Before long, I was able to figure out how to use the ionizing radiation source to change the charges on the oil drops. I had forgotten that the drops generally don't pick up ions while the electric field is on, because the electric field causes the ions to disperse rapidly. It was easy, though, to get the drops to pick up ions when the field was off. Several times I picked a drop and turned on the field and watched that drop move up; then turned off the field and let the drop fall for a few seconds; then turned back on the field and found that it either had no effect on the droplet or had the opposite effect of causing the droplet to fall more rapidly. These changes are quite clear and easy to produce.
I did take one (very sloppy) measurement just to see how it would go and to practice doing the calculations to find the charge on a drop and got something on the right order of magnitude (2.94 * 10-19 C, whereas a recent value for the charge on a single electron is 1.60 * 10-19 C. I hope I was measuring a drop with two net charges, but with the sloppiness of my procedure there’s really no telling).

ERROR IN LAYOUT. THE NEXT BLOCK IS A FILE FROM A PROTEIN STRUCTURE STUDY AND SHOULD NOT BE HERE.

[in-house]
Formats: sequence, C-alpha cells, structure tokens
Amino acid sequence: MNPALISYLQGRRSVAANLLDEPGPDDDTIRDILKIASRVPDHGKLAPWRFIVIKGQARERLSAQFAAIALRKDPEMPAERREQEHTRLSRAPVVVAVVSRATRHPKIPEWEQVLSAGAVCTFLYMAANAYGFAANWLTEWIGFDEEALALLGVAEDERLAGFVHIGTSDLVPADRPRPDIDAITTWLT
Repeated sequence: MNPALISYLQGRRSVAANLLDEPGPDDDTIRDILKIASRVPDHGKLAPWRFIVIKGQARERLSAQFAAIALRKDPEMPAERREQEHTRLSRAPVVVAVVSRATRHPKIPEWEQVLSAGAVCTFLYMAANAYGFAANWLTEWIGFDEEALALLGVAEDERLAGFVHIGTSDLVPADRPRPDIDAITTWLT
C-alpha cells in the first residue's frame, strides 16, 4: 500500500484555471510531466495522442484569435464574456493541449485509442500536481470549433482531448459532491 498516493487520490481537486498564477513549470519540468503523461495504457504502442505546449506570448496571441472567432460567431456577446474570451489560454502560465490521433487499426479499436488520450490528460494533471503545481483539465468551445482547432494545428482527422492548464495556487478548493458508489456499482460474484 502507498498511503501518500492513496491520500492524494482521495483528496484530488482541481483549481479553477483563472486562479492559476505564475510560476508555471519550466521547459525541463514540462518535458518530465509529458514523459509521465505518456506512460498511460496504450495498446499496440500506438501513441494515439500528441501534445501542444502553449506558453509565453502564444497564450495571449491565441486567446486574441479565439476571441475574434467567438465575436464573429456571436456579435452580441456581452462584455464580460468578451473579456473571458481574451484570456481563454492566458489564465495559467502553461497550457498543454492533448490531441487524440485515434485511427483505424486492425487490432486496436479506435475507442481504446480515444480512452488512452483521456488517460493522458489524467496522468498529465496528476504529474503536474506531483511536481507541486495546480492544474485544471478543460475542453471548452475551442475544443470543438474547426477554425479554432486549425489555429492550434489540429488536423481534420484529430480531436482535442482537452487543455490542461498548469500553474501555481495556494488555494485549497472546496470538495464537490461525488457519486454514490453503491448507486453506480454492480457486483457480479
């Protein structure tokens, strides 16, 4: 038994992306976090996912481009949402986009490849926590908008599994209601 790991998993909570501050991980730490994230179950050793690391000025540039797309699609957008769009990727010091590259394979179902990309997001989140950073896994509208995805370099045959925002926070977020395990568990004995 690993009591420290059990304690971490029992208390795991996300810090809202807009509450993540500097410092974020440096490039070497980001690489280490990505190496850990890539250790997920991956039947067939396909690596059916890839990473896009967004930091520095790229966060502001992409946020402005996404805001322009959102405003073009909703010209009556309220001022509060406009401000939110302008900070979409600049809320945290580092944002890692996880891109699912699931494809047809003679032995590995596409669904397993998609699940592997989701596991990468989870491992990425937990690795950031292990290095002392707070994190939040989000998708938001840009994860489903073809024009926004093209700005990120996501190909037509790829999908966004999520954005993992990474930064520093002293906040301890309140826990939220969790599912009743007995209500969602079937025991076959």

One thing that has me puzzled right now is that in some of the pages of his notebook Millikan records "Red Drop" or "Blue Drop." Here's an example:
Similarly Harvey Fletcher, a graduate student who worked with Millikan on the oil-drop experiment, reported seeing " Why did they see a variety of colors, while I only say orangish white? It seems especially strange to me that color is apparently a consistent characteristic of individual drops, which indicates that it isn’t due to prismatic effects and that it isn’t a simple matter of different colored lighting sources. Evidently Millikan decided that drop color is not important for his purposes, because I don’t believe that he mentioned it in any of his papers. It’s probably not an important issue, but it is a bit of a puzzle.